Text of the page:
Preparing For The Worst

As I write this, Florida is bracing for another hurricane. Being a resident of Palm Coast, we tend to disregard most of these threats.

Something about the ocean currents along our coast seems to deter landfall. We have been historically lucky and most severe storms break around us.

It seems like wherever we live, we have ended up dodging bullets like this.

In Perry, Georgia, where we lived for almost almost 18 years, tornadoes were notorious for avoiding us. People there tell stories of them coming near the city limits and turning away.

In Lizella, Georgia, where we lived for 11 years, we witnessed more tornadoes. One cut a path directly towards our house. It lifted less than a mile away and jumped over us, landing another mile away. Others came around but never did any more damage than dropping a few dead trees. Nothing ever hit the house.

In Macon, Georgia, similar story. One street over from us had entire houses leveled and a trail carved through the neighborhood. Only one tree was damaged on our land. We spent the next few days with chainsaws, cleaning up the neighborhood, but only an hour on our yard.

Even when we were on the trip to Belize, Hurricane Earl came right over us, but did absolutely no damage to the little cabana we were sleeping in.

I could honestly sit here and fill several articles with stories like that. One after another tells of times when something bad should have happened, and didn’t. Call it whatever you like, but I am still here.

We have gotten a little slack in preparing for disasters. Even now, with a major hurricane headed towards us, I don’t feel the need to board us the house.

However, there’s another impending catastrophe that I am concerned about.

While I have tried to keep this site free of the political garbage and arguments, the fact is that it affects all of us. No matter which way the election goes, I anticipate a certain amount of fallout. It feels like half of the country is planning a celebration, while the other side is preparing for war.

I have seen some nasty campaigns and elections in my time, but nothing like the mess out there now. This has me more concerned than the threat of the ocean blowing into town.

As I have mentioned before, I believe in planning and preparation, even though we have been extremely fortunate over the years. Living in areas where hurricanes and tornadoes are regular events, it seems logical to prepare for those, even if you don’t think the “stuff will hit the fan” soon.

I am not necessarily agreeing with the hardcore preppers who have underground bunkers and enough ammo to fight a war, just saying that if we have any sense at all, we should give it some thought.

Proverbs even says, “A wise man foresees the evil, and avoids it.”

So, what preparations are rational and not a declaration that we expect a dystopian world to unfurl before us? Simple. What do you need from day to day, and what do you need if the televised upheaval makes its way to your hometown?

Whatever you eat on a regular basis, add more. When we see Duke’s mayonnaise on sale, we buy extra. Southern blood craves that stuff. I have a deep sense of peace, seeing three or four extra jars in the pantry.

Recently, we discovered and have been ordering bulk food. It’s generally cheaper than grocery stores, and I can maintain my moderately antisocial lifestyle without visiting Walmart. For other supplies, I have been fueling an Amazon addiction.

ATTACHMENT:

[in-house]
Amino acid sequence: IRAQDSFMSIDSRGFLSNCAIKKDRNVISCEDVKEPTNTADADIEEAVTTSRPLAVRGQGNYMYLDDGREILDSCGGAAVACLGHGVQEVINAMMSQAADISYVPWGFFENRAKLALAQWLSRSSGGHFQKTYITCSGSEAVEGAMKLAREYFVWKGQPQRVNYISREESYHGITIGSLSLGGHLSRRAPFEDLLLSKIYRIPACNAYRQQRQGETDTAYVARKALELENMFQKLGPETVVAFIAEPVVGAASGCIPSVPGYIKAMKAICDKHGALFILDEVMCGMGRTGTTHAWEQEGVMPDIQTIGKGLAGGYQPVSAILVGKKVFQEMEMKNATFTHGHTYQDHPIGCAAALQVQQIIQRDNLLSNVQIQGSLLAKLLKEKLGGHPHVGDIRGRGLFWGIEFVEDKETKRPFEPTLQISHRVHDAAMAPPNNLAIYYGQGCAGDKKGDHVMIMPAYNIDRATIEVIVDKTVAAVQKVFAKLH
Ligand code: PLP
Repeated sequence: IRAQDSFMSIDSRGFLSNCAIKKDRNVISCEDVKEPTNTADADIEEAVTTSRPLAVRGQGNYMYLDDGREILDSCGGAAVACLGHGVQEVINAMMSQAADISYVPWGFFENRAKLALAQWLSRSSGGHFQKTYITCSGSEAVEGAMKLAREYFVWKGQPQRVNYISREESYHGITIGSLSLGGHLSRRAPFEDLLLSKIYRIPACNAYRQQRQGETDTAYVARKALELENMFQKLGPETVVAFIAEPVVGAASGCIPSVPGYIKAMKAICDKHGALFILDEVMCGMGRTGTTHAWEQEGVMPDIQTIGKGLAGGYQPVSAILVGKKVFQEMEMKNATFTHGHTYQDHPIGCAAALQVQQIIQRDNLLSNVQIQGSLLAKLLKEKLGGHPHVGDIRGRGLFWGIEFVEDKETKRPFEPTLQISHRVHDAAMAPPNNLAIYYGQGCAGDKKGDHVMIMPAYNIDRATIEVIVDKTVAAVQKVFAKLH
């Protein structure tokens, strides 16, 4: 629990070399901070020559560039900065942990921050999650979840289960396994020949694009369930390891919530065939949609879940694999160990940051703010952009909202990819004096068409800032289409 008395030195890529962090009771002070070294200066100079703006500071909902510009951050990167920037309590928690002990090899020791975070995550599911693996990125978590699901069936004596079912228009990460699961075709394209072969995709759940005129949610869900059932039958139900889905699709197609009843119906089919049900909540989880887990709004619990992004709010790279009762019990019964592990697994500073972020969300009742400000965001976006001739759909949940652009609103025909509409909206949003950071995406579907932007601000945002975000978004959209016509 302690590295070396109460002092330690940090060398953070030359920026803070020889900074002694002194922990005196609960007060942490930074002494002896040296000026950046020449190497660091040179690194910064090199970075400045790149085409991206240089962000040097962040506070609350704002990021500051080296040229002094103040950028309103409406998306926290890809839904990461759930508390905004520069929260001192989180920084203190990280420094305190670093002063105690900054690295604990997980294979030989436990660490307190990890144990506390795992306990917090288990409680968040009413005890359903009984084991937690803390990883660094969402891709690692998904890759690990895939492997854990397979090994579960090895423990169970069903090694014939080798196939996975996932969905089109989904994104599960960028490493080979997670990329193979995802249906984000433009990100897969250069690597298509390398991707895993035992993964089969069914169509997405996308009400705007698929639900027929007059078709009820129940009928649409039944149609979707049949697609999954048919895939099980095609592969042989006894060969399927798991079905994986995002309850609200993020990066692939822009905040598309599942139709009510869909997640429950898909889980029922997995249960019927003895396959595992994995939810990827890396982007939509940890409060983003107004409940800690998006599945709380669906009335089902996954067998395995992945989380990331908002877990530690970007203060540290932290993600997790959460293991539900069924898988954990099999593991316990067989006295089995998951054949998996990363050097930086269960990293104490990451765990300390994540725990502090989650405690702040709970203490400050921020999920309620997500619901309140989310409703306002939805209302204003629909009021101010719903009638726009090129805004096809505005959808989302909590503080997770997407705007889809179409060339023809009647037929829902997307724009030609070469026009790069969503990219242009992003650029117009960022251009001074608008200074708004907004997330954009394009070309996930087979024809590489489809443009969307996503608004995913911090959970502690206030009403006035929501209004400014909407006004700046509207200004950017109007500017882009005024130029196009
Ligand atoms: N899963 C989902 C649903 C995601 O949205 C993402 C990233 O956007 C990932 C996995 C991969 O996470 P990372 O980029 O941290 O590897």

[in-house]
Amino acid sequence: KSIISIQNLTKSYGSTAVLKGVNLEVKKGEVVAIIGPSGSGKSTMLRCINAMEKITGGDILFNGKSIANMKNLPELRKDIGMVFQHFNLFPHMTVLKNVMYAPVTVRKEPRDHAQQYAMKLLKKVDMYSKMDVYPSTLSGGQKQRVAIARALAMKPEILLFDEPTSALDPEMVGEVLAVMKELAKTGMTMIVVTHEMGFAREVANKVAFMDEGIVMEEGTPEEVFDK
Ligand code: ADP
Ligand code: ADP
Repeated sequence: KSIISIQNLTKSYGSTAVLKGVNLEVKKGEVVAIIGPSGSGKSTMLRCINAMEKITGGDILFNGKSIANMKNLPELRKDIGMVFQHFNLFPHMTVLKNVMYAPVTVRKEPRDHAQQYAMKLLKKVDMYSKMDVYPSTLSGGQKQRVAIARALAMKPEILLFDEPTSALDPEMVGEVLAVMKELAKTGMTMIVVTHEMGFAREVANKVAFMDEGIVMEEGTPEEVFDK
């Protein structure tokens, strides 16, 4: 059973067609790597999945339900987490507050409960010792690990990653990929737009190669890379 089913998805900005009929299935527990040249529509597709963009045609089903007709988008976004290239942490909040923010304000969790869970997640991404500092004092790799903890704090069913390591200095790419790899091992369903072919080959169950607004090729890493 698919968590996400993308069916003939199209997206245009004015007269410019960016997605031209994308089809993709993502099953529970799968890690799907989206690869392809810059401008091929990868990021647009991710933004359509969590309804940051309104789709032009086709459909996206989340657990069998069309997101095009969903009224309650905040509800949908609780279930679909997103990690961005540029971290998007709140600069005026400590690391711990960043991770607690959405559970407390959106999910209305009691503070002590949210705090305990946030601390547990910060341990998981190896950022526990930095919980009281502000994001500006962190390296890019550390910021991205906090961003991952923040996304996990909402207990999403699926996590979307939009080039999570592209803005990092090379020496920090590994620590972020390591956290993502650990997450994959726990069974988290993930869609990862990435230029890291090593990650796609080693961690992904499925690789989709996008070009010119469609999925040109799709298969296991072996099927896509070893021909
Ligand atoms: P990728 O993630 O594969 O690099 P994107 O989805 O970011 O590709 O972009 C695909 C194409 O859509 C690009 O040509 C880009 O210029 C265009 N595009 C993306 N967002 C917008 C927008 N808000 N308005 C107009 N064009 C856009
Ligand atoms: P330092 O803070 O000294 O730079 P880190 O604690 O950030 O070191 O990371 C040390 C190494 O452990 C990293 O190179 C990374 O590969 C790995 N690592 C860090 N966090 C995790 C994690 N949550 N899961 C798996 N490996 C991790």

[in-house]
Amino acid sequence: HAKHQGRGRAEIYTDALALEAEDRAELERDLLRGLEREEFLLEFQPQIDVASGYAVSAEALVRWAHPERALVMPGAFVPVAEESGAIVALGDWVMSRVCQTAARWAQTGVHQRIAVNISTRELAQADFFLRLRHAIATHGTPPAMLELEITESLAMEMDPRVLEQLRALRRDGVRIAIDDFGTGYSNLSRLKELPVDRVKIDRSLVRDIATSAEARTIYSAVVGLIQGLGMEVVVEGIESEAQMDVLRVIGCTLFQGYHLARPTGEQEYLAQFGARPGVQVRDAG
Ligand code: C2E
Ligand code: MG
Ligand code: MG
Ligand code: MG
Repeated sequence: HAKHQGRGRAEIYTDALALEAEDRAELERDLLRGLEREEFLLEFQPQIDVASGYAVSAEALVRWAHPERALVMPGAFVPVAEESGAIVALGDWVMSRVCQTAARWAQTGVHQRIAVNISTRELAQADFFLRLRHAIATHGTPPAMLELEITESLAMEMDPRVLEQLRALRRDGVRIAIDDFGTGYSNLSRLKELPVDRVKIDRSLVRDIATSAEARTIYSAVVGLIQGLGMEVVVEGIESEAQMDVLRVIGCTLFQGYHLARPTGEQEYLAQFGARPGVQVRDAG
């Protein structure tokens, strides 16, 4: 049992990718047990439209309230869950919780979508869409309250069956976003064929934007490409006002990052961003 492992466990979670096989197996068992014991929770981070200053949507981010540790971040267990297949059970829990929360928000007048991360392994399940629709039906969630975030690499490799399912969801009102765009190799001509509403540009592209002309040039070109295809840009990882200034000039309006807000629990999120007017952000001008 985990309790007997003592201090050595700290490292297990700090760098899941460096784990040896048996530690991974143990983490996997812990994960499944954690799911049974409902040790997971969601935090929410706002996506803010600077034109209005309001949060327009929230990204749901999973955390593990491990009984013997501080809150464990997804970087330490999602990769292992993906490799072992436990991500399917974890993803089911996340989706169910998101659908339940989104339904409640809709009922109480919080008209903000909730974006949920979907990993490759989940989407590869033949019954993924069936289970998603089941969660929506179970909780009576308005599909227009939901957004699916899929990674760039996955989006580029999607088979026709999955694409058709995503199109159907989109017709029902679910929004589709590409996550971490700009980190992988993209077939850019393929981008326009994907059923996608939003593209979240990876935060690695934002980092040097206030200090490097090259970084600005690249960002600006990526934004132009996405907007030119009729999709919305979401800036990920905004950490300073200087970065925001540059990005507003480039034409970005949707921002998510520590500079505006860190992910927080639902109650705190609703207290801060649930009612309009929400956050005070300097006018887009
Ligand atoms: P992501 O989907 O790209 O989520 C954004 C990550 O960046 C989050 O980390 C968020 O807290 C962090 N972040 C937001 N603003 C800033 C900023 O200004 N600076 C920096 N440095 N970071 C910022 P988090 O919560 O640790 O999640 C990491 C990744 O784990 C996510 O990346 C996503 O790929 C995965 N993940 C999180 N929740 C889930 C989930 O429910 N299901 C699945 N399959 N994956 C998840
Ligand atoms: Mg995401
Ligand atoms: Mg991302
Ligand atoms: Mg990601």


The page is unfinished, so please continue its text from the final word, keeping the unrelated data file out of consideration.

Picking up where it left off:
We figure out what meals we could eat several times a week and stock a little extra. Rice, beans, canned fruit and veggies, non-refrigerated almond milk, pasta and sauce… Stuff we already eat, just a little extra when it’s on sale each trip.

There are hundreds of sites on storing food. Read a few. Even a hurricane has the potential to leave you stranded for a few days without power. Political upheaval could cause similar problems. Why go hungry if you don’t have to?

From what I have read, 2 liters of water, per day, per person, is the right ballpark. More is better. Again. Plenty of sites out there on storing water. Read some. Especially if you have kids at home, for their sake, plan ahead.

Medical Supplies.
You don’t have to rob a pharmacy, just pick up a few extras. Bandages, antibiotic ointments, pain relievers, hydrogen peroxide… Stuff like that is a good start. Even a spider bite can turn into a severe infection, why wouldn’t you have the basics on hand? Most dollar stores are a cheap source of the basics.

Make your own call on whatever you believe. Personally, when I see an episode of walking dead, I see an extreme example of how humans react to crisis. It’s not the zombies, it’s the neighbors that become the real problem. One report I read claims that in the even of a national power grid failure, cannibalism would be a legitimate threat within 30 days.

Think about rioting over questionable deaths involving virtually unknown people who did unverified things. Then think about stupid stuff, like people being trampled over the latest toy on Black Friday. That should be enough to make you consider the safety of your family. Make your own call. We did.

There’s more, but too much for one article. Just think about the safety of your own family and plan accordingly. Even a simple storm can knock out power for a few days. At least be prepared enough to keep your kids fed during a week or more.

And, before the obvious comments roll in… Don’t message me from a $600 phone, in front of your massive TV, while wearing name brand clothes, while eating take-out, and tell me you can’t afford it.

In light of the current global political situation, you can’t afford not to.

M. Erik Matlock is a self-professed recovering knucklehead with more than 500 articles and four books in print. He shares his hard-earned wisdom at, and through his books, which are available at Amazon.

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